I mentioned a while ago (here and here) that cyclist Janeen McCrae (a.k.a. “Noodle”) was in the process of the TransAmerica tour on her bike (a bike named Precious). I’ve been a follower of her blog for quite a while prior to her most recent endeavor, but it’s been great to follow her TransAm progress. It seems though that her blog got stuck somewhere in Kansas. I’m not sure what happened, but I hope she’ll update her details soon. I’ve missed reading her humorous posts and seeing her awesome photos. Anyway, if you’ve not checked out her blog, I recommend it. She’s very funny and is a great photographer also. Janeen welcomed other cyclists to accompany her on parts of her ride. During her trek through Kentucky she came close to Louisville. We exchanged e-mails a few times as I had hoped to ride with her even just for 20 miles or so. Unfortunately, my work schedule didn’t work out.

Last Wednesday Janeen made it safely to the end of the ride: Astoria, Oregon. 4,410 total miles. 73 days on the road. $7,184 raised for LiveSTRONG’s Team Fatty. Very impressive on all accounts.

I know a lot of people have done the TransAm ride, but I can’t imagine the stamina (both physical and mental) it must take to complete the ride. What an incredible way to explore the country. Considering how often I like to stop for photos during my bike rides around town, it would probably take me two years to make it across the country (assuming I ever made it at all). But wow, what an amazing journey that must be. Congratulations, Janeen! Glad to hear you and Precious made it safe and sound!

Today’s food journal:

Breakfast:
— Strawberry, banana smoothie = 4.5 points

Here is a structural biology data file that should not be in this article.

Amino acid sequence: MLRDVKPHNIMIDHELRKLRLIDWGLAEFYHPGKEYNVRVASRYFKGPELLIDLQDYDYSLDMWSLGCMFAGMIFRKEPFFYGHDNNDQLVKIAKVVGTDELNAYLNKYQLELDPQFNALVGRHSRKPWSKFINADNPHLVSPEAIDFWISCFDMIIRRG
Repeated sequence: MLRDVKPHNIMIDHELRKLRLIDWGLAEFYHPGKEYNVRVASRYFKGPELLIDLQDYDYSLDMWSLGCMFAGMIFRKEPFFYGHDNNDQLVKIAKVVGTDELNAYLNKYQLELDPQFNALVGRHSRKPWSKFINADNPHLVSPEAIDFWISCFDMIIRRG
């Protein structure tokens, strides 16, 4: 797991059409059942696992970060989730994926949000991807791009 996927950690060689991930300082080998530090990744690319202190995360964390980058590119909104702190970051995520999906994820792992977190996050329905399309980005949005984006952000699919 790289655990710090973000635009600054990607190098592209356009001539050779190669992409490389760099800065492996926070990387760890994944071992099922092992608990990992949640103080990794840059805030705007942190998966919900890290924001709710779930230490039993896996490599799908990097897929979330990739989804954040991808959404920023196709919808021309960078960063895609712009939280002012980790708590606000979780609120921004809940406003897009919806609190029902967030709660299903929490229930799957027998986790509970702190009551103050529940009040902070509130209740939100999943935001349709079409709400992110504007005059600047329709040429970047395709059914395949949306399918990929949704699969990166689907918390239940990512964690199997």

Lunch:
— Spinach salad = 0 points
— Veggie chicken patty = 3 points
— Apple = 1 point
— Light Lime salad dressing = 2 points
— Diet root beer = 0 points
— Weight Watchers bite-size chocolate creme cake = 1 point

Dinner (at home! OMG, we actually cooked dinner tonight and lived to tell the tale):
— Chicken breast = 3 points
— Panko bread crumbs = 2 points
— Roasted garlic & herb seasoning = 0 points
— 1 tsp olive oil = 1 point
— 1/4 cup black eyed peas = 1 point

Snack:
— Skinny Cow ice cream bar = 2 points

Life’s a journey. Enjoy the ride!

           _O
        \<,
…( ) / ( )

Thanks for visiting.





Day 287: Bike rides wish list

17 10 2010

Fall in Cherokee Park, 2008

I have an ever-growing list of bike rides I want to do at some point in my life. Some are local area rides, some are long distance or multi-state trips. For various reasons (time, money, experience, etc.) I haven’t done many of them yet, but as the hot weather seems to finally be coming to an end and the cooler temperatures of fall are approaching, I find myself yearning to take time off work and head somewhere on my bike.

Bike Vermont has a lot of rides I would love to try eventually. Adventure Cycling Association also has a large number of rides; some are best for beginners, others are for more experienced cyclists. I’d like to do the Texas Hill Country ride at some point. I guess that would mean I’d have to really improve my hill-climbing skills before attempting that one. I’m also intrigued by the Tetons-Yellowstone ride, good for intermediate level cyclists. I used to live in Idaho about 28 years ago (my parents and I moved to Texas when I was 13). Idaho was a great place to grow up and I still miss living there. I was young enough when I lived there that I think I didn’t fully appreciate at the time how beautiful that part of the country really is.

Bicycling Magazine’s recently listed their Fall Foliage Ride Guide:

We may look into the Athens, OH ride for a future Fall Ride. At least it’s only about 4 hours from here. And there are still many, many areas of Kentucky that I’d like to explore by bicycle. So many options. Not enough time.

Where are your favorite rides?

Today’s food journal:

Breakfast:
— Whole wheat english muffin = 2 points
— 1 tbsp peanut butter = 2 points
— 1/2 banana = 1 point
— LF chocolate milk = 3 points

Lunch:
— Lean Cuisine Tortilla Crusted Fish = 6 points

Snack:
— Power Bar = 3 points

Dinner:
— Turkey sandwich on hoagie bun = 6 points
— Iced tea = 0 points

Snack:
— Skinny Cow ice cream bar = 2 points

Activity:
— 12 mile bike ride (1 hour) = + 3 points

Life’s a journey. Enjoy the ride!

Thanks for visiting.